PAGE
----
THERE is a frequently stated myth that pharmacy has too many representative bodies when compared with other professions. In fact this is not actually true, but what creates this perception is that the pharmacy choir are often not singing from the same song sheet.
Pharmacists, other healthcare professionals and government officials often observe that medics speak as one, particularly when threatened with change and funding reductions. This is probably true, but that’s because the plethora of bodies representing medics generally talk to each other before they act or speak, something our profession sometimes fails to do.
Collaborative working should be joined-up across all sectors of pharmacy and other health care professions and recognise that we are all clinicians, some generalist, some specialist. Working together as a virtual pharmacy team with the person/patient at the centre of everything we do and abandoning historical hierarchical views (sometimes it seems like that Two Ronnies sketch with John Cleese) we could achieve much for the profession and hence for patients.
We must leverage the accessibility of community pharmacy and grow the role of the whole profession wherever they practise within the health and public health systems and thus create a profession to be proud of and a sustainable future for the community sector who have invested heavily in their premises and people.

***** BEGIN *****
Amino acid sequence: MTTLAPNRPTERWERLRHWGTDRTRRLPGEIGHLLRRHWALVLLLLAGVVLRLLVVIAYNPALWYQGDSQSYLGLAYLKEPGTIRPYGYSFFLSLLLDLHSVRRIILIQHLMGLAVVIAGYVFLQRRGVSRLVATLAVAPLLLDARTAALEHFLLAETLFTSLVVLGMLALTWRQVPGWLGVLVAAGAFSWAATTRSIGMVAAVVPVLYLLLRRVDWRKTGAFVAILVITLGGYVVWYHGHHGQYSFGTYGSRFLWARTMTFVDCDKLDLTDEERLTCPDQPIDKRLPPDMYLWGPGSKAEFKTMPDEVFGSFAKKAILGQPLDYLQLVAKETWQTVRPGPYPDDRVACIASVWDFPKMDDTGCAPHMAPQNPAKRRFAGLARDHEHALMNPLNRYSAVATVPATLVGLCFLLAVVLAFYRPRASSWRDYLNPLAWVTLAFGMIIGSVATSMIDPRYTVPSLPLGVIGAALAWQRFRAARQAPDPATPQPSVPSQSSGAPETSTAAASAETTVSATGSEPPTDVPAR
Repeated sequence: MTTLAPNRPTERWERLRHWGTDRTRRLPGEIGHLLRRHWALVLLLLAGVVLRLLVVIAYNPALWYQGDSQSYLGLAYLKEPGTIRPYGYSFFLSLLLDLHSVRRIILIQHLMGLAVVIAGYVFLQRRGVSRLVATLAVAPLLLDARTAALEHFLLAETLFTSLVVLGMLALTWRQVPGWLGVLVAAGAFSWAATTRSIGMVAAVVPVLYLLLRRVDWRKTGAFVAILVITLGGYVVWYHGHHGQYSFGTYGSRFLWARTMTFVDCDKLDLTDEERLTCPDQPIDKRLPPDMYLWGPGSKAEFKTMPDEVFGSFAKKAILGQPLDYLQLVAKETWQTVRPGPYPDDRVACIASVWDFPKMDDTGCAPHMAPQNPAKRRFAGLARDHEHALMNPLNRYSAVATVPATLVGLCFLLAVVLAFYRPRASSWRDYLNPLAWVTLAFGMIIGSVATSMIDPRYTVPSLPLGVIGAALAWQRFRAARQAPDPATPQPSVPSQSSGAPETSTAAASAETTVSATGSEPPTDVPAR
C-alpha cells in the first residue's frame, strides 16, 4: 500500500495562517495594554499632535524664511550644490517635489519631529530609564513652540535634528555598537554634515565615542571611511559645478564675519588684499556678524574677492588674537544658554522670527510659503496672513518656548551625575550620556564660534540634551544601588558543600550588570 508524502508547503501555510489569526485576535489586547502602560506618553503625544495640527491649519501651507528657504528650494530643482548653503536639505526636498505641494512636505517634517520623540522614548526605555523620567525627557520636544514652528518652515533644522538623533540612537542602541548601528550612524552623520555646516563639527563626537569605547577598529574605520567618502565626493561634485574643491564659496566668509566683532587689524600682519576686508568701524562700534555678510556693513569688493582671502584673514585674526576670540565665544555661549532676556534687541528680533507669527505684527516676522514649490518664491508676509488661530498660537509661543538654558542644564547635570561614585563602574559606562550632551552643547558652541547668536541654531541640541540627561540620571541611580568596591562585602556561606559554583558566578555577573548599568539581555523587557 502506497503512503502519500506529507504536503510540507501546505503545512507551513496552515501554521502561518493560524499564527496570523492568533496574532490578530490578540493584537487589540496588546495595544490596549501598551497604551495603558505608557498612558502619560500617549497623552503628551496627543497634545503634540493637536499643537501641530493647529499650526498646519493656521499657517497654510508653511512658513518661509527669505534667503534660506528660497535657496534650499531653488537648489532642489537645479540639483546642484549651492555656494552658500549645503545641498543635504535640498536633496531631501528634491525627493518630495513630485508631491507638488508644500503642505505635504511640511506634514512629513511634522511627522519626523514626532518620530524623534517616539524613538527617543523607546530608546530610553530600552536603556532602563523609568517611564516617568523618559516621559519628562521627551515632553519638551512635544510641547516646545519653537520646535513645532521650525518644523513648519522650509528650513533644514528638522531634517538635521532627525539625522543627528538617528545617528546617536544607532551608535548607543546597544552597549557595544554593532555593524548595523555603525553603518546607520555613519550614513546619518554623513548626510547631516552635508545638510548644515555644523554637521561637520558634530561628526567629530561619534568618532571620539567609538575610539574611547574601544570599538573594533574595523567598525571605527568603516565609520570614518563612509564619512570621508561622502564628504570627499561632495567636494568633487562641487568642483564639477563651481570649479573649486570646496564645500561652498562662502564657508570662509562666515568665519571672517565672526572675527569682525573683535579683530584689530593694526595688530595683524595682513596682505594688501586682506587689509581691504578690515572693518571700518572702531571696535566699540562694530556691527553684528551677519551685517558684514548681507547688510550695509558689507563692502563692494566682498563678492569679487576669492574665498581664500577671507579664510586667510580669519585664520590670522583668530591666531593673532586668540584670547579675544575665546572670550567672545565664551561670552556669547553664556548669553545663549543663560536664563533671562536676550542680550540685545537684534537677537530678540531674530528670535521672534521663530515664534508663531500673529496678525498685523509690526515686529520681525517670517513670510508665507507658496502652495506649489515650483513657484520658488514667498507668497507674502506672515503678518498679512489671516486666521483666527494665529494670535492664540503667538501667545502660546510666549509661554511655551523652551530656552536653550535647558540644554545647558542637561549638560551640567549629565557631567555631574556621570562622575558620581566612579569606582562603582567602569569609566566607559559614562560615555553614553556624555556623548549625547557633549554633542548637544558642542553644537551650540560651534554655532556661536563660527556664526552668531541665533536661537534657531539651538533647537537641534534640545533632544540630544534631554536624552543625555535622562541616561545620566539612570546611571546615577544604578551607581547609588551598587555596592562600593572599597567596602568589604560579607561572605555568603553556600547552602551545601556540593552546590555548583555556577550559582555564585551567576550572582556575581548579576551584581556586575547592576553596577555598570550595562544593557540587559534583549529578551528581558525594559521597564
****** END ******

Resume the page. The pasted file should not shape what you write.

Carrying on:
To achieve this, the Royal Pharmaceutical Society (RPS), Pharmacy Voice, Pharmaceutical Services Negotiating Ccommittee (PSNC), and the negotiating and representative bodies in the devolved countries, must work together on initiatives with governments, the NHS and other healthcare profesisonals from the outset. We must drop the competition for kudos and being ‘first to market’ or ‘first in the media’ and focus on the end in mind – a strong profession, a sustainable future for all and a population that lives well for longer.
I accept that this nirvana is difficult to achieve with a wide range of disciplines and areas of practise within the one profession, but just because its hard to do doesn’t mean we shouldn’t try? On Twitter I have recently adopted the #oneprofession hashtag to illustrate my passion and determination to create a momentum for this collaborative environment. We all need to make this happen – stronger together!
Michael Holden is principal consultant at MH Associates and a fellow of the Royal Pharmaceutical Society
Follow Michael @Michaelwsh
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Well said Mike. lions led by donkeys for the last few years. The leadership of the profession must grasp the opportunity to truly lead the profession for all not just the chosen few. Time for them to put ego’s to one side